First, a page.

Nicolas Roeg's 1973 masterpiece Don't Look Now used to be shown a lot on television, but hardly ever is now, which is a shame, because it's bloody terrifying. Set in Venice and based on a story by Daphne du Maurier, it stars Donald Sutherland and Julie Christie as a couple who move to the watery city after their child dies in a terrible accident. Initially, the change seems to do them good, but when the wife starts thinking she's seen her dead child running away from her down dark side streets, things go from bad to worse.

Maybe you have to have been raised a Catholic to fully appreciate the creepy charms of The Exorcist (1973). William Friedkin used light, mood and the music of Mike Oldfield to tell the compelling story of a Washington actress (Ellen Burstyn) who becomes convinced her 12-year-old daughter is possessed. The film caused mass hysteria among audiences when it was first released, and rumours abounded of an on-set curse. It certainly wasn't cursed at the box office.

Opinions have always been divided on Stanley Kubrick's The Shining. Some critics, like the New Yorker's Pauline Kael, found Jack Nicholson's performance "tiresome". But time has been kind to Kubrick's film, a sweeping, visionary chiller that breaks horror rules and introduces new ones in telling the story of Jack Torrance, a caretaker who goes bananas during a long winter at a closed and snowbound hotel.

Kubrick's originality is sadly lacking in most horror films, which tend to be derivative and formulaic. But in recent years a new breed of chiller has emerged that's full of innovation and new ideas, and has been dubbed by some critics, 'post horror'.

And I loved A Ghost Story (2017), David Lowery's glumly poetic tale starring Casey Affleck as a man who dies in a car crash then rises from the mortuary slab and trudges wearily back home, where he's doomed to float powerless and invisible while his girlfriend moves on with her life. If that's what happens in the afterlife, you can keep it.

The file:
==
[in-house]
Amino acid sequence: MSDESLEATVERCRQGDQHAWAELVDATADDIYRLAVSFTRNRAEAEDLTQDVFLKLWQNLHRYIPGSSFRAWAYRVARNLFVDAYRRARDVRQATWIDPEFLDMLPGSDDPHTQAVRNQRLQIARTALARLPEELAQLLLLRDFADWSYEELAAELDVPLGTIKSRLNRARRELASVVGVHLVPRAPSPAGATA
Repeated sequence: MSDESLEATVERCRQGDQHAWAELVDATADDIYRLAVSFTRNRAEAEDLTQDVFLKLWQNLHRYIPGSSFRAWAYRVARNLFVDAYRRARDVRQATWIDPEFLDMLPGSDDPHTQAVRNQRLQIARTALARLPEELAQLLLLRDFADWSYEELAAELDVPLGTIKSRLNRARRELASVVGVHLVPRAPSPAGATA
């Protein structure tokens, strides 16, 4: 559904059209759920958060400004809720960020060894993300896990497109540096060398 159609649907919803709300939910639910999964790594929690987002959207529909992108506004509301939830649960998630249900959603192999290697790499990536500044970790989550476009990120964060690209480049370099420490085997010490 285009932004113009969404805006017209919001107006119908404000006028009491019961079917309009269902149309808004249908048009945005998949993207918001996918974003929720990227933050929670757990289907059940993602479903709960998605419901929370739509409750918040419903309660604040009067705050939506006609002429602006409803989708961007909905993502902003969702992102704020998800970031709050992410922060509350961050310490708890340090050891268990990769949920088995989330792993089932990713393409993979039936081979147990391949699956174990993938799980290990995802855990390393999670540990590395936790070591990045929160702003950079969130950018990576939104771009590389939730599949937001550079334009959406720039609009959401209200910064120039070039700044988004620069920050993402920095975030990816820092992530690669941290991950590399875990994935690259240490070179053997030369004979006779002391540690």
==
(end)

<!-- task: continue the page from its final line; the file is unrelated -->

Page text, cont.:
Netflix and chills: five best horror films to stream

Train to Busan (2016)

Korean horror is justly celebrated, and in this accomplished thriller, a businessman boards a train with his daughter just as their home city is overwhelmed by a plague of zombies. Some of those onboard may be infected, and as the train hurtles south, a terrible battle for survival ensues.

The Host (2006)

In this deliciously creepy Korean classic, a giant, deformed amphibian emerges from a chronically polluted river to torment the people who live along its shore, particularly a poor family of grifters who battle to get their child back when the creature grabs her.

The Babadook (2014)

In this endlessly inventive low-budget Aussie chiller, a young boy is plagued by nightmares about a monster in the basement. His mother thinks he's making it up until a sinister-looking children's book called The Babadook starts showing up all over the house.

The invitation (2015)

When a man is invited to his ex-wife's house to meet her new beau, bad things happen as old slights and shared traumas are aired. Part slasher, part psychological drama, Karyn Kusama's film is a slow-burning treat.

It Follows (2014)

When a dreamy young woman goes out on a date and things get frisky, she finds out that sex has passed on a supernatural curse, and that she's now being pursued by a shape-shifting entity that will keep on coming until it catches and consumes her. Nice.